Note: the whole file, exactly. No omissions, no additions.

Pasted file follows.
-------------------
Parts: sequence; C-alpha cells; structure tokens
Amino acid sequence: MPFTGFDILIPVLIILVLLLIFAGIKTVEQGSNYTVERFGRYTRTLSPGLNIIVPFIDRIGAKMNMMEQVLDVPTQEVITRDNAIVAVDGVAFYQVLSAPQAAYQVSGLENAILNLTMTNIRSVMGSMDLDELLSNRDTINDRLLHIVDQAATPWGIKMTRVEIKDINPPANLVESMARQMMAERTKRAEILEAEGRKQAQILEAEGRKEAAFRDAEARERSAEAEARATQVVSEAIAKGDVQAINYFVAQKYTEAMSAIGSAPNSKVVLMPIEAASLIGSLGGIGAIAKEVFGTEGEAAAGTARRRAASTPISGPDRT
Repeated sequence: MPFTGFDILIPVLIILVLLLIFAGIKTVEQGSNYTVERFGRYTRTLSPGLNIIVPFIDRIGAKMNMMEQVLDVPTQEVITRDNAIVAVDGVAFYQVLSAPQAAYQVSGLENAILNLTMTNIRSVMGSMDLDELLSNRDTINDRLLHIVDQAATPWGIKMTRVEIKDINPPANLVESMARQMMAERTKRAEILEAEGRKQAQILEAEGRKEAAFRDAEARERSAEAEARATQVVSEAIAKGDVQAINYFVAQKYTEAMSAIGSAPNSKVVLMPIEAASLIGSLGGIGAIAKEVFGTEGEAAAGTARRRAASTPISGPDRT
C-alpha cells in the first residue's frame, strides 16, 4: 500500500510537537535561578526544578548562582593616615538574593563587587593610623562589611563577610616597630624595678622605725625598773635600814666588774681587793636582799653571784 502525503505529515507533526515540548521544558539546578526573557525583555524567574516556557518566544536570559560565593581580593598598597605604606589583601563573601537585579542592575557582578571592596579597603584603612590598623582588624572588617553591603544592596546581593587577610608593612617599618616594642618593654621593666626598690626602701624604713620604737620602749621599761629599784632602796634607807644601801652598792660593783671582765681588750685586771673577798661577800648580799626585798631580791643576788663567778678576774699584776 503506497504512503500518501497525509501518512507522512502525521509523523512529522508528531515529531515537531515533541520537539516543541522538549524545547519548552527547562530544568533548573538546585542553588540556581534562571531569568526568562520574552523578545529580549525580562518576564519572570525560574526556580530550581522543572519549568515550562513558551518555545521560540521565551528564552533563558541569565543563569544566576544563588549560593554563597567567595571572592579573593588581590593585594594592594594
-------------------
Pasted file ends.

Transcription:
Parts: sequence; C-alpha cells; structure tokens
Amino acid sequence: MPFTGFDILIPVLIILVLLLIFAGIKTVEQGSNYTVERFGRYTRTLSPGLNIIVPFIDRIGAKMNMMEQVLDVPTQEVITRDNAIVAVDGVAFYQVLSAPQAAYQVSGLENAILNLTMTNIRSVMGSMDLDELLSNRDTINDRLLHIVDQAATPWGIKMTRVEIKDINPPANLVESMARQMMAERTKRAEILEAEGRKQAQILEAEGRKEAAFRDAEARERSAEAEARATQVVSEAIAKGDVQAINYFVAQKYTEAMSAIGSAPNSKVVLMPIEAASLIGSLGGIGAIAKEVFGTEGEAAAGTARRRAASTPISGPDRT
Repeated sequence: MPFTGFDILIPVLIILVLLLIFAGIKTVEQGSNYTVERFGRYTRTLSPGLNIIVPFIDRIGAKMNMMEQVLDVPTQEVITRDNAIVAVDGVAFYQVLSAPQAAYQVSGLENAILNLTMTNIRSVMGSMDLDELLSNRDTINDRLLHIVDQAATPWGIKMTRVEIKDINPPANLVESMARQMMAERTKRAEILEAEGRKQAQILEAEGRKEAAFRDAEARERSAEAEARATQVVSEAIAKGDVQAINYFVAQKYTEAMSAIGSAPNSKVVLMPIEAASLIGSLGGIGAIAKEVFGTEGEAAAGTARRRAASTPISGPDRT
C-alpha cells in the first residue's frame, strides 16, 4: 500500500510537537535561578526544578548562582593616615538574593563587587593610623562589611563577610616597630624595678622605725625598773635600814666588774681587793636582799653571784 502525503505529515507533526515540548521544558539546578526573557525583555524567574516556557518566544536570559560565593581580593598598597605604606589583601563573601537585579542592575557582578571592596579597603584603612590598623582588624572588617553591603544592596546581593587577610608593612617599618616594642618593654621593666626598690626602701624604713620604737620602749621599761629599784632602796634607807644601801652598792660593783671582765681588750685586771673577798661577800648580799626585798631580791643576788663567778678576774699584776 503506497504512503500518501497525509501518512507522512502525521509523523512529522508528531515529531515537531515533541520537539516543541522538549524545547519548552527547562530544568533548573538546585542553588540556581534562571531569568526568562520574552523578545529580549525580562518576564519572570525560574526556580530550581522543572519549568515550562513558551518555545521560540521565551528564552533563558541569565543563569544566576544563588549560593554563597567567595571572592579573593588581590593585594594592594594